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Research project: ELFOAB / Epidemiology and lifetime risk of osteoarthritis within the foot and biomechanical functional outcomes

Currently Active: 
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Supported by a Multi-Centre collaboration of four key research organizations, this project forms a comprehensive investigation, spanning 23 years, of the prevalence, progression, biomechanical function and associated risk factors for foot osteoarthritis.

An evidence gap for the prevalence, incidence and risk factors for OA within the feet exists. To address this, an observational cohort design is utilised to investigate two established cohorts from the general population who were recruited without selection of known lower limb osteoarthritis or foot pain.

The Chingford Women’s study cohort has made many significant contributions to our understanding of OA epidemiology and is now reaching its potential 23 year follow-up. This cohort was specifically recruited from a general population of women who had no evidence of osteoarthritis at inception. It has since become a prospective population-based longitudinal cohort of women seen annually and described in detail. It is listed by the National Institute for Health research (NIHR) as an important epidemiological resource and one of the few such cohorts with wide-ranging musculoskeletal data.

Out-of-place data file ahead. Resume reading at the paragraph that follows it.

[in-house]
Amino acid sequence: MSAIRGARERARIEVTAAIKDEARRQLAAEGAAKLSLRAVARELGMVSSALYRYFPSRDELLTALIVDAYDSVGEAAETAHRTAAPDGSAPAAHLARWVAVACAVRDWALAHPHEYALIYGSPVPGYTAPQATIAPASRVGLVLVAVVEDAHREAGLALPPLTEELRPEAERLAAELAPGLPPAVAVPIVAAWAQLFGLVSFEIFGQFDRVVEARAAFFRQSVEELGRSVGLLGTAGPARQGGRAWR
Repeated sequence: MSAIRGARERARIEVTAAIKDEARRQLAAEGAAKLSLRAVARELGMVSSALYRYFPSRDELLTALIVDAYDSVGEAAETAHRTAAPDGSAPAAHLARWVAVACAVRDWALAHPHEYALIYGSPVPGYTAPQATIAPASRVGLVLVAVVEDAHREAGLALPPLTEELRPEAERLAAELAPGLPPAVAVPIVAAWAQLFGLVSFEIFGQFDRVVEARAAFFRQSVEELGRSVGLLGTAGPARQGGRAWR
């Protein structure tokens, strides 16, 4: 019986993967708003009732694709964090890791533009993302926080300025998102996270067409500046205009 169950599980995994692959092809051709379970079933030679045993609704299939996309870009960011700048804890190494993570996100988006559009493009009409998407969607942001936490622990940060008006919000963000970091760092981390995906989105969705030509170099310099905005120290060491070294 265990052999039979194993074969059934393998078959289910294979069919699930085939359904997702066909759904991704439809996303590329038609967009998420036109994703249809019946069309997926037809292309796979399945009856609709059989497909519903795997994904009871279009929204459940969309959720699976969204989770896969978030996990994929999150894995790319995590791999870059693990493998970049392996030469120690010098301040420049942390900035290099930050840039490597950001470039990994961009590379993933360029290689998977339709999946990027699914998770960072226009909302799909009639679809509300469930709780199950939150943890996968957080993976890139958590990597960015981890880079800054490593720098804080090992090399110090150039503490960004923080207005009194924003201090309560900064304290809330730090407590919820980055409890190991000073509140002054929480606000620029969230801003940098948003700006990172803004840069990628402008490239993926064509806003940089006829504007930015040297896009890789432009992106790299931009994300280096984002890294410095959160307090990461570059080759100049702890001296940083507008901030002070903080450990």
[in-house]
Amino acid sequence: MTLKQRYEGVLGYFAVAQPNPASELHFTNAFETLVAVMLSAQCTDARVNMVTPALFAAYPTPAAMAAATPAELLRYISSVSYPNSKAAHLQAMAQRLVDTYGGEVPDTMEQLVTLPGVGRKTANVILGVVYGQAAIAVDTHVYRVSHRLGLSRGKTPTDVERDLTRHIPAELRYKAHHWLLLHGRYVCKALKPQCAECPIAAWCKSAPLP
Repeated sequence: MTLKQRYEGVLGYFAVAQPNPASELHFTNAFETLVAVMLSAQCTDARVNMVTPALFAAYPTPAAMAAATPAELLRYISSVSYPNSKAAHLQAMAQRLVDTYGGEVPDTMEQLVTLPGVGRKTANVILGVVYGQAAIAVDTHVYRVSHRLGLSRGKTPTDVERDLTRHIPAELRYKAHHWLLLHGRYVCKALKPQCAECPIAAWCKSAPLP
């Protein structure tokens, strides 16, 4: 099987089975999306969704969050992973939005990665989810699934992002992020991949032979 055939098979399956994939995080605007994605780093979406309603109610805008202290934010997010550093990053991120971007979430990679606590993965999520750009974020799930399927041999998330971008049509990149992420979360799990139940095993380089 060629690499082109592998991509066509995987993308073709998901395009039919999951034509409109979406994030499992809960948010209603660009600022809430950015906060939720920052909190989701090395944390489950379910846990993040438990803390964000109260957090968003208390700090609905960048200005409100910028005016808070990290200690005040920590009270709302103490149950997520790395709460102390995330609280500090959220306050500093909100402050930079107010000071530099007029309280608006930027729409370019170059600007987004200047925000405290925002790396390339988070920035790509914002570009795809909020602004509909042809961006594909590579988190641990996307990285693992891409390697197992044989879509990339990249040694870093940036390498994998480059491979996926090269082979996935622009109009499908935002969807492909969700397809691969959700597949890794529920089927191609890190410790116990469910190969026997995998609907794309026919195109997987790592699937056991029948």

In order to explore the potential for gender bias in our study we will additionally perform a comparative study between a sample of middle aged and older healthy male participants (recruited 2002-2006) from the Nottingham group GOAL (genetics of OA & lifestyle) case control cohort who had no known lower limb mechanical abnormality or pathology at recruitment.

The research project has been designed as a series of 3 inter-linked studies: Clinical-Epidemiological (Study 1), Functional-Laboratory (Study 2) and Software-Technical (Study 3). Studies 2 and 3 follow study 1 and are parallel.

The project is supported by four key research groups, the Rehabilitation & Health Technologies Group, Faculty of Health Sciences, University of Southampton, the Human Motor Performance Research Group in the School of Health, Sport and Bioscience, University of East London, the Arthritis Research UK Pain Centre, University of Nottingham and the NIHR Musculoskeletal Biomedical Research Unit, University of Oxford.

Funder: Dr William M Scholl Research and Development Endowment Fund

Associated research themes

Osteoarthritis

Biomechanical function

Foot and ankle pathology

Radiographic imaging of the foot

Related research groups

Active Living and Rehabilitation

Key Publications

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